Lucky for you, there are many resources to aid in the learning process when you feel like you just want to give up or are so flabbergasted by an inconsolable child that you find yourself crying along with them. (It happens. Don't feel bad about it.) Every parent experiences these emotions at some point or other, even after having multiple children. No two kids are alike, so even veteran moms and dads may find themselves in stressful situations at times and needing additional input.

Before and even after having a child, there are classes available at pregnancy resource centers as well as some hospitals to teach you everything you need to know about your growing child (both inside and outside the womb) and that also include courses on parenting styles and useful information such as how to perform infant and child CPR. Generally, all of these classes are also available at no cost to the parents and are simply provided to help as much as possible for those who feel the need to get some guidance and additional information before and after their child has arrived.

There are numerous apps available (some for free and some for a small cost) that can help you to track your child's development while you're pregnant and regularly prompt you with questions to discuss with your doctor to be sure all bases have been covered and your pregnancy is as healthy as possible. For the big moment, there are contraction timing apps to help you not only keep track of real or false (Braxton Hicks) contractions nearing the end of your pregnancy, and those can notify you when it's time to start contacting your physician and heading to the hospital as the frequency and intensity of those contractions begin to indicate true labor. Being able to make it to a safe medical setting before your baby arrives is ideal in the event that any complications were to occur.


Once your little one has arrived, there are even more apps to help with tracking the number of feedings and diapers to ensure your baby is meeting the standard requirements for their age, and if something is amiss, they will notify you of when to contact your child's pediatrician to be sure they're feeding and doing everything else properly. Libraries and book stores also carry numerous titles on all of the ins and outs of pregnancy, caring for your little one as they develop, and even literal guide books of what to expect each week and the milestones you need to be aiming for or aware that your baby may have missed (which may indicate a health concern).

If any mental, developmental, or physical health problems may run in your family, it is also best to mention this to your doctors. They can provide testing for many conditions, but they will also be able to help you become aware of the signs and symptoms associated with those conditions so you're better able to understand and help your little one. Some parents may unknowingly think their child is just being fussy for no reason (because children do sometimes do that) or behaving badly as they get older (because some serious conditions have symptoms displayed in this manner), but arming yourself with knowledge in the event it's something more serious will help you to understand that your child is having trouble coping and unable to properly express their needs or pains or problems to you.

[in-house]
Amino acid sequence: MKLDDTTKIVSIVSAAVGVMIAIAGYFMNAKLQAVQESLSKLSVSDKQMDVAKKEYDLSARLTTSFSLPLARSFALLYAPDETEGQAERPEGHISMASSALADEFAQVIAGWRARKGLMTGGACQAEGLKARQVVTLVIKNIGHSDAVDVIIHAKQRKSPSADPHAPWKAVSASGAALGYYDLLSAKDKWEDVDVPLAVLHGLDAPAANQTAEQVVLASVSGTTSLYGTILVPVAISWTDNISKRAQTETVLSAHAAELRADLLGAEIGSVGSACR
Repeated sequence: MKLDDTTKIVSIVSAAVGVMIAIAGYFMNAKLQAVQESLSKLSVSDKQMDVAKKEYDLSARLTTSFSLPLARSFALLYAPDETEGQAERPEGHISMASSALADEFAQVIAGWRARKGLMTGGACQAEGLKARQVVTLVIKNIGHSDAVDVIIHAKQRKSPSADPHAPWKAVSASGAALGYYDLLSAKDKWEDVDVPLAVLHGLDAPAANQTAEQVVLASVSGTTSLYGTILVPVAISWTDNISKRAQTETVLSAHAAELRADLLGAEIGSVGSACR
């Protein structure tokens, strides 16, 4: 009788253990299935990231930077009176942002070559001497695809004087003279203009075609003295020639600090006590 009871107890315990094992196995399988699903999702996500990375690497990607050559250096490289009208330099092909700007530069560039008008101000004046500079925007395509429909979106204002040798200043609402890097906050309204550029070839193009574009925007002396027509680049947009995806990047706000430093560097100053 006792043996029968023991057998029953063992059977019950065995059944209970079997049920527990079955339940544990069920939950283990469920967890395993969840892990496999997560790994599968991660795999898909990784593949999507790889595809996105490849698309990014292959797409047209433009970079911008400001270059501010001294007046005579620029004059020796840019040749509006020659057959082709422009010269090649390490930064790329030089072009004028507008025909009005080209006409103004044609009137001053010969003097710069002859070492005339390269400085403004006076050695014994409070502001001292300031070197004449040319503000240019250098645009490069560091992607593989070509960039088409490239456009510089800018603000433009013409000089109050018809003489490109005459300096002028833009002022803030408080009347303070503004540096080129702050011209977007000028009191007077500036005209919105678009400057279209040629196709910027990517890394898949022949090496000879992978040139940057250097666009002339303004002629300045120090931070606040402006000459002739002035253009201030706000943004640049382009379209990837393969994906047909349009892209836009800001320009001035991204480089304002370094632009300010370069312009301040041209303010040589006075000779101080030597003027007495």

Post-Partum Depression

One of the most heartbreaking and difficult conditions a new mother may find herself trying to cope with is post-partum depression. This is a serious mental health condition that is common in new mothers (even repeat mothers after they've recently had another child) and may be hard to pinpoint at first. Having a new baby is exhausting and you will be incredibly tired and still very sore as your body heals up from pregnancy and birth. To feel irritable or worn out or maybe even a bit weepy from getting overwhelmed is a pretty normal and reasonable response when adjusting to parenthood. However, there comes a point when these symptoms indicate a much more serious condition, post-partum depression.

As your hormones fluctuate wildly and begin returning back to their non-pregnant state after your child is born, this can cause sleep issues, irritability, and very likely some mood swings as well. Postpartum depression lasts more than just a few days, though, and has far more severe and disruptive symptoms. The mood swings can be much more severe, the depression is overwhelming, your eating habits may go to the extremes (not eating or overeating), there is a lack of interest or enjoyment in things you once liked, you may have sleep troubles, severe anxiety, panic attacks, excessive anger and irritability, feelings of hopelessness, and excessive crying. As the condition worsens, suicidal thoughts become a possibility. You may feel worthless and helpless as a mother. The ability to bond with your child seems impossible. It may even get to the point that you're at risk for potentially hurting yourself or your child. (20% of postpartum deaths of mothers are due to post-partum depression-related suicide.) Postpartum depression is a serious and fairly common mental health concern that needs to be addressed with your doctors immediately to help you receive the proper treatment, pull yourself out from its grasp, and get back to enjoying your life and not missing out on the time with your baby that will pass far more quickly than you realize. Untreated depression and other psychological conditions can also impair your ability to care for and bond with your baby and can lead to potential emotional problems for them later on as well.